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Durham County Council cannot afford next phases of housing plans
PLANS to demolish and rebuild run-down North-East housing have been shelved, leaving scores of properties derelict and hundreds of residents in limbo.
Durham County Council cannot afford the second and third phases of a £56.5m housing masterplan for Chilton, Ferryhill Station and Dean Bank.
It leaves the future of the scheme, designed to rejuvenate the ailing coalfield communities, uncertain and residents demanding answers.
However, the council has declined to answer direct questions or discuss alternative plans until after the General Election.
Dave Farry, a county councillor for Ferryhill, said: “The situation is an absolute nightmare for people who have been waiting for this development.
“Yes, there have been improvements during phase one, but people’s lives have been on hold waiting for the rest of the project.
“If you own a house in one of the streets that was designated a clearance area, you’re stuck. You cannot sell and even if you could, it would be worth nothing.
“People have already been in limbo for years wondering whether to fix a leaky roof or get the boiler changed before the council buys them out and pulls down their house.
“Now it looks like they’ll be waiting longer still.”
The ten-year plan adopted by the now defunct Sedgefield Borough Council cabinet, in 2006, should have seen 400 homes demolished.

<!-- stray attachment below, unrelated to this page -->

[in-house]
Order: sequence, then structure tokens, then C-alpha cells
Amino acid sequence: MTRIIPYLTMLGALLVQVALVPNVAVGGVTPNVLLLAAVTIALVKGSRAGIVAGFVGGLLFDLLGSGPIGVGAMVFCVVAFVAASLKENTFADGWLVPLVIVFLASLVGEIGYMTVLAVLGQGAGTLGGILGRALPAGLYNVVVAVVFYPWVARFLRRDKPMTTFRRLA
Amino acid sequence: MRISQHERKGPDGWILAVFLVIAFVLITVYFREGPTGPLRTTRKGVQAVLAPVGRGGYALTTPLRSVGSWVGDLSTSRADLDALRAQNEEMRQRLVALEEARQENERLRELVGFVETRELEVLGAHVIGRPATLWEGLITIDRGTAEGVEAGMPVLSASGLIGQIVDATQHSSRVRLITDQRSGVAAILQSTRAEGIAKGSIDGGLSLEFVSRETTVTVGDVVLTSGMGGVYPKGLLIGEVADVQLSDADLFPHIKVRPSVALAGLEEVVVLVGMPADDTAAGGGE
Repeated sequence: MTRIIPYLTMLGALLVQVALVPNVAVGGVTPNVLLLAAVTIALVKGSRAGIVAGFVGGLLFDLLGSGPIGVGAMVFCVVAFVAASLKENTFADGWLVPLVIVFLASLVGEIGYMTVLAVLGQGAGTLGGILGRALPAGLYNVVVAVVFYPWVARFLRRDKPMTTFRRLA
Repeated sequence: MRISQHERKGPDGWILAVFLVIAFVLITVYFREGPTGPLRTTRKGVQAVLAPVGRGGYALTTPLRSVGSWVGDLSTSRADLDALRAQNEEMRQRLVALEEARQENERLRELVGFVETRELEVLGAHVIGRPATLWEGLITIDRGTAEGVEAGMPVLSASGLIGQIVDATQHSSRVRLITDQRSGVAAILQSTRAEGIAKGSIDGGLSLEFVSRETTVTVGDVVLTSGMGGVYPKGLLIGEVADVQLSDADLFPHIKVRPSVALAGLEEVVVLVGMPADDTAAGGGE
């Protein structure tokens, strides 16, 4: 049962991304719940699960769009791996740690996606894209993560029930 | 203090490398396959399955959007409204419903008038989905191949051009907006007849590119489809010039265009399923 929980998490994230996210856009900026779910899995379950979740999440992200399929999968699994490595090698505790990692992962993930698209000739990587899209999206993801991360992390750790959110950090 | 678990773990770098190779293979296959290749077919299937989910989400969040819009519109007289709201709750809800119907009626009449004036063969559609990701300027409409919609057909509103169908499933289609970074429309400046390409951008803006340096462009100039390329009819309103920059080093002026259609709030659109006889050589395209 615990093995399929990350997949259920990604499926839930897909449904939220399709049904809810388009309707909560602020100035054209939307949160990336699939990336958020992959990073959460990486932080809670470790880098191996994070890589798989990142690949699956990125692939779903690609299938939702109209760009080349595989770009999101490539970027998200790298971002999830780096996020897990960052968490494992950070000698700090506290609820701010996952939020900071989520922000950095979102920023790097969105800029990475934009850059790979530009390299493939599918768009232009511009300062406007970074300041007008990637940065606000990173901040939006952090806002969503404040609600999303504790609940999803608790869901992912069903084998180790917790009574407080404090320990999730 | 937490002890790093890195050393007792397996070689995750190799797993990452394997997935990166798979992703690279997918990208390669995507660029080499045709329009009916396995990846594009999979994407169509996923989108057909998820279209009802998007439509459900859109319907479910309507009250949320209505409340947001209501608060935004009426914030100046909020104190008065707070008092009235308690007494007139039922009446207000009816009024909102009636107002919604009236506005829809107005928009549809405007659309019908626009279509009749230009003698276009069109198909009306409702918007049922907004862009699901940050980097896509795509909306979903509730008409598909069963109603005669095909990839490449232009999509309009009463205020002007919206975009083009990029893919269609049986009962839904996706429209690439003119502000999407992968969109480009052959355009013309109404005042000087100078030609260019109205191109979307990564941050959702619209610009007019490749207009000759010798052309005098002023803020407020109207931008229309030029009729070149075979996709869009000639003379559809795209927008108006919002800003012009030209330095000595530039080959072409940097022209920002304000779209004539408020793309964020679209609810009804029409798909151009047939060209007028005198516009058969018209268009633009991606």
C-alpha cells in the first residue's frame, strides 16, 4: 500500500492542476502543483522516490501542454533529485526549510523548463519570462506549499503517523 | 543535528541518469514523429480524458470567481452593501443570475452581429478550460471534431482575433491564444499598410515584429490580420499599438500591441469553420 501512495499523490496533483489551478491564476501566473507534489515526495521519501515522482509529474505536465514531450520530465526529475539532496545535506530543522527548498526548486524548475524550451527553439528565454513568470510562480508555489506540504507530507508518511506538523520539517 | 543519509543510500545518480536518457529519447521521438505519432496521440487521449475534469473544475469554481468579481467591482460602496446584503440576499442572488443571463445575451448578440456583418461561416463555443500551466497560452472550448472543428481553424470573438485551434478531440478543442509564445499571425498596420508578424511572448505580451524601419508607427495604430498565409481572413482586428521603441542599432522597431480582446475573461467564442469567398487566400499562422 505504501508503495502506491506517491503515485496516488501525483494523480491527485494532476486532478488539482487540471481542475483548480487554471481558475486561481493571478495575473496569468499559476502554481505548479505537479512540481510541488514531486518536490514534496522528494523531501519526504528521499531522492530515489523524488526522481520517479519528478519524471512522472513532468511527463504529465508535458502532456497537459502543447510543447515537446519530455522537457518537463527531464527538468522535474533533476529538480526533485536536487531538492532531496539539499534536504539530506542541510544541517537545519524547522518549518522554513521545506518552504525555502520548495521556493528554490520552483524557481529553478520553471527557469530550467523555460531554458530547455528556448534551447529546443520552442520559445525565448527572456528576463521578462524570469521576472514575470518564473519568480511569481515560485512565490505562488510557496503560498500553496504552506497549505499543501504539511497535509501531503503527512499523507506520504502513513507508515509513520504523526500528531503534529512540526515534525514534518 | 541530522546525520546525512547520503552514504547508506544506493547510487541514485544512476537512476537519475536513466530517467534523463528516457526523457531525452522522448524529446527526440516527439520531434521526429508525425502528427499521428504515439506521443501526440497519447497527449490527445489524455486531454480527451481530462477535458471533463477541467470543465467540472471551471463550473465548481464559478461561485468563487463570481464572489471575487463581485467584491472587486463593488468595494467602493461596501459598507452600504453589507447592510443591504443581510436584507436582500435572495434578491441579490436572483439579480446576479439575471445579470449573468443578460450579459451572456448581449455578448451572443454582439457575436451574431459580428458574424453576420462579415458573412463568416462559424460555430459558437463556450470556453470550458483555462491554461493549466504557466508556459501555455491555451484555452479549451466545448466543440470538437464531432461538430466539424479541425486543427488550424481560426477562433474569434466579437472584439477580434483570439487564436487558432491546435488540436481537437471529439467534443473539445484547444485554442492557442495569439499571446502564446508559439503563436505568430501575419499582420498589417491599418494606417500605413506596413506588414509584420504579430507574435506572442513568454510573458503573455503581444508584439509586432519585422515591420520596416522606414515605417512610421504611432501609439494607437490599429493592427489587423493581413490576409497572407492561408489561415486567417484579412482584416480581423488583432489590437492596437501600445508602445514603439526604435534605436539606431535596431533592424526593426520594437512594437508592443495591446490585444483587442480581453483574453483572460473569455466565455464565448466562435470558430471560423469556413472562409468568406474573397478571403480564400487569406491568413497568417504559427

The scheme was cited as a priority when plans were being drawn up for the unitary Durham County Council.
Redevelopment schemes included hundreds of new homes, refurbishment of rundown properties and environmental improvements.
As work on phase one progressed the council expected property and land values to rise, but with the collapse in the housing market, a £25.5m funding gap is understood to have increased.
The problem emerged when Glyn Hall, head of housing at the county council, met a handful of people at a residents’ association meeting.
Addressing one resident he later wrote: “I attended to answer questions from residents regarding the regeneration works and to inform them of the constraints on the county council’s capital programme for housing improvements and renewals. Several of the residents suggested that in the absence of sufficient funding to implement phase two of the masterplan, that we should revisit and reconsider what could be done.
“I agreed this was a pragmatic approach and that we would consult with our legal representatives to ensure this was a course of action that could be pursued.”
The council said last night it had completed 91 demolitions in Chilton and 56 in Dean Bank with contractors due on site in Ferryhill Station, on May 10.
Mr Hall said no decisions had been made beyond the “absolute commitment” to deliver phase one.
He said: “Regeneration of the former Durham coalfield remains a strategic objective of the county council and we will continue consulting with residents as we seek funds for the subsequent stages.
“However, we have been rightly honest with the public on the challenging economic climate we continue to operate in.”
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